Indigenous Warning: Please be aware that this story contains imagery and representation of people that may be deceased, and images of places that could cause sorrow.

In this story Freddie Dowling, Pangerang Elder, introduces us to several Pangerang stories and sites.

The Pangerang people were a nation of sub-clans who occupied much of what is now North Eastern Victoria stretching along the Tongala (Murray) River to Echuca and into the areas of the southern Riverina in New South Wales. Their land includes the Wangaratta, Yarrawonga and Shepparton areas through which the Kialla (Goulburn) and Torryong (Ovens) Rivers flow. The approximate boundaries are south to Mansfield, west to Echuca, east to Chiltern and north to near Narrandera in New South Wales.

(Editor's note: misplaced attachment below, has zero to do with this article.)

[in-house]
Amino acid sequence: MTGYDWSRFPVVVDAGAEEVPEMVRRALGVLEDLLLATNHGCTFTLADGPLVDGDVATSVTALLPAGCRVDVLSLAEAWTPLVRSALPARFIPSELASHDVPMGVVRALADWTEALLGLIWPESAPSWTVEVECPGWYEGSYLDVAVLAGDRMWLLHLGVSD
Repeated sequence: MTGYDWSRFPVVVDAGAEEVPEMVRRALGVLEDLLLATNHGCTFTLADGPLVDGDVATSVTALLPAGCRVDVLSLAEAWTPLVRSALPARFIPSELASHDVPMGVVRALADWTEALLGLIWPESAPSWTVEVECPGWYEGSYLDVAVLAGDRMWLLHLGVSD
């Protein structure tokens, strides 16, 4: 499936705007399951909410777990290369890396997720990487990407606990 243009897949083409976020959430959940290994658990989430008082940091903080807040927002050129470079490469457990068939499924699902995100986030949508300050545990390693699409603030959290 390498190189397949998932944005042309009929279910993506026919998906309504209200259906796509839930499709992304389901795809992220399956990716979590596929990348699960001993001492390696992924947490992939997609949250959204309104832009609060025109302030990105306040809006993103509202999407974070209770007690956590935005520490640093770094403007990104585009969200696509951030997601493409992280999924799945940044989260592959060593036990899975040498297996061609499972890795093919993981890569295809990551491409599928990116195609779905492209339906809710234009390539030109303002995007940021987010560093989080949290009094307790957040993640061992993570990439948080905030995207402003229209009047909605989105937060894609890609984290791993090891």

Freddie Dowling learnt the stories of the indigenous people of this area from his grandmother, Annie Lewis, and his father, Frank ‘Munja’ Dowling.

The Pangerang words used in this story were written down by Annie Lewis in 1900. She learned them from her mother, Luana ‘Lily’ Milawa. Freddie remembers that both his grandmother and father spoke these words. His father also taught him to speak while hunting and travelling in the bush of their country.

The word Pangerang is often written and known as Bangerang, and Banerang, 'because, in our language, "puh" and "buh" sound similar' (Freddie Dowling).